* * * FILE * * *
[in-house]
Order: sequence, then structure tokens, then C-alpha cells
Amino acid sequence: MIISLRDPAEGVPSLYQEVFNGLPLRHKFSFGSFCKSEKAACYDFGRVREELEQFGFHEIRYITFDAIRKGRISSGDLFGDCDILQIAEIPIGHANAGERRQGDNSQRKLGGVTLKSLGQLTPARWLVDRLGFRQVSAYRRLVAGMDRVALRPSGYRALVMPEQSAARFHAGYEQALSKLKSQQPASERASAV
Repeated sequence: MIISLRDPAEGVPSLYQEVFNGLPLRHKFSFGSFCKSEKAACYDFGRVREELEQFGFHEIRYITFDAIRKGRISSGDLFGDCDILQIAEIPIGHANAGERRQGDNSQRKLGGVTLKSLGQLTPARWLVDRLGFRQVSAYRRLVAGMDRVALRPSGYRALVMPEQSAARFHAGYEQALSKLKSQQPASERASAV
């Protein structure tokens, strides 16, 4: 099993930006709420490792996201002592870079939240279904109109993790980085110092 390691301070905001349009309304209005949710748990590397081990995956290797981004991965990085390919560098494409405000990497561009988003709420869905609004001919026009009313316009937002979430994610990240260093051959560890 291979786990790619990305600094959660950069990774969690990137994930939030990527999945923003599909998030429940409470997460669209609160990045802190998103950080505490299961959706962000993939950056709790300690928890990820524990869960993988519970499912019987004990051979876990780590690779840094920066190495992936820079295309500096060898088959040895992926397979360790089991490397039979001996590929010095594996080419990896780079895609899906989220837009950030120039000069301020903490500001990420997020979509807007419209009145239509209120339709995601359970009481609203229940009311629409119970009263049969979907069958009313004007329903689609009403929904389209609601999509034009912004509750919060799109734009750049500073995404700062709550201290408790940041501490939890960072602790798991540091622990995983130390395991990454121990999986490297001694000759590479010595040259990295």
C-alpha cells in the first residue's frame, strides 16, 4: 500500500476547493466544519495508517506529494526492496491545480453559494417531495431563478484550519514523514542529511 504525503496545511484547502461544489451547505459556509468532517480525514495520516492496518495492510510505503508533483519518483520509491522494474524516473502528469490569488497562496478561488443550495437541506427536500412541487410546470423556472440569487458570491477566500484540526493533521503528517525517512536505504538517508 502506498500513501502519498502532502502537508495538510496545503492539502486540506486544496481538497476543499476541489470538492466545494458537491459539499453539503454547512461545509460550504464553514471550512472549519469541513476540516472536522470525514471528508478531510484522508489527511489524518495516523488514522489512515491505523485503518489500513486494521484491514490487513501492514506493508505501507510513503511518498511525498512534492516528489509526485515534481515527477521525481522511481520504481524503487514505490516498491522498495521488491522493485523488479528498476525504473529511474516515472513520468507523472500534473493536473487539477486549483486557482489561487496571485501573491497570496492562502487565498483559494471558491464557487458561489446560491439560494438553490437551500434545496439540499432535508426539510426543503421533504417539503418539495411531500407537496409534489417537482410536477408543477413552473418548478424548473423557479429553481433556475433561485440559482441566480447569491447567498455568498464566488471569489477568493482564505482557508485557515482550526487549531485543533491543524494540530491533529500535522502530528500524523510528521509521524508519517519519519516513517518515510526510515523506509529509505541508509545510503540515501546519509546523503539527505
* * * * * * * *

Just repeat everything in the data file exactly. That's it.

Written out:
[in-house]
Order: sequence, then structure tokens, then C-alpha cells
Amino acid sequence: MIISLRDPAEGVPSLYQEVFNGLPLRHKFSFGSFCKSEKAACYDFGRVREELEQFGFHEIRYITFDAIRKGRISSGDLFGDCDILQIAEIPIGHANAGERRQGDNSQRKLGGVTLKSLGQLTPARWLVDRLGFRQVSAYRRLVAGMDRVALRPSGYRALVMPEQSAARFHAGYEQALSKLKSQQPASERASAV
Repeated sequence: MIISLRDPAEGVPSLYQEVFNGLPLRHKFSFGSFCKSEKAACYDFGRVREELEQFGFHEIRYITFDAIRKGRISSGDLFGDCDILQIAEIPIGHANAGERRQGDNSQRKLGGVTLKSLGQLTPARWLVDRLGFRQVSAYRRLVAGMDRVALRPSGYRALVMPEQSAARFHAGYEQALSKLKSQQPASERASAV
């Protein structure tokens, strides 16, 4: 099993930006709420490792996201002592870079939240279904109109993790980085110092 390691301070905001349009309304209005949710748990590397081990995956290797981004991965990085390919560098494409405000990497561009988003709420869905609004001919026009009313316009937002979430994610990240260093051959560890 291979786990790619990305600094959660950069990774969690990137994930939030990527999945923003599909998030429940409470997460669209609160990045802190998103950080505490299961959706962000993939950056709790300690928890990820524990869960993988519970499912019987004990051979876990780590690779840094920066190495992936820079295309500096060898088959040895992926397979360790089991490397039979001996590929010095594996080419990896780079895609899906989220837009950030120039000069301020903490500001990420997020979509807007419209009145239509209120339709995601359970009481609203229940009311629409119970009263049969979907069958009313004007329903689609009403929904389209609601999509034009912004509750919060799109734009750049500073995404700062709550201290408790940041501490939890960072602790798991540091622990995983130390395991990454121990999986490297001694000759590479010595040259990295």
C-alpha cells in the first residue's frame, strides 16, 4: 500500500476547493466544519495508517506529494526492496491545480453559494417531495431563478484550519514523514542529511 504525503496545511484547502461544489451547505459556509468532517480525514495520516492496518495492510510505503508533483519518483520509491522494474524516473502528469490569488497562496478561488443550495437541506427536500412541487410546470423556472440569487458570491477566500484540526493533521503528517525517512536505504538517508 502506498500513501502519498502532502502537508495538510496545503492539502486540506486544496481538497476543499476541489470538492466545494458537491459539499453539503454547512461545509460550504464553514471550512472549519469541513476540516472536522470525514471528508478531510484522508489527511489524518495516523488514522489512515491505523485503518489500513486494521484491514490487513501492514506493508505501507510513503511518498511525498512534492516528489509526485515534481515527477521525481522511481520504481524503487514505490516498491522498495521488491522493485523488479528498476525504473529511474516515472513520468507523472500534473493536473487539477486549483486557482489561487496571485501573491497570496492562502487565498483559494471558491464557487458561489446560491439560494438553490437551500434545496439540499432535508426539510426543503421533504417539503418539495411531500407537496409534489417537482410536477408543477413552473418548478424548473423557479429553481433556475433561485440559482441566480447569491447567498455568498464566488471569489477568493482564505482557508485557515482550526487549531485543533491543524494540530491533529500535522502530528500524523510528521509521524508519517519519519516513517518515510526510515523506509529509505541508509545510503540515501546519509546523503539527505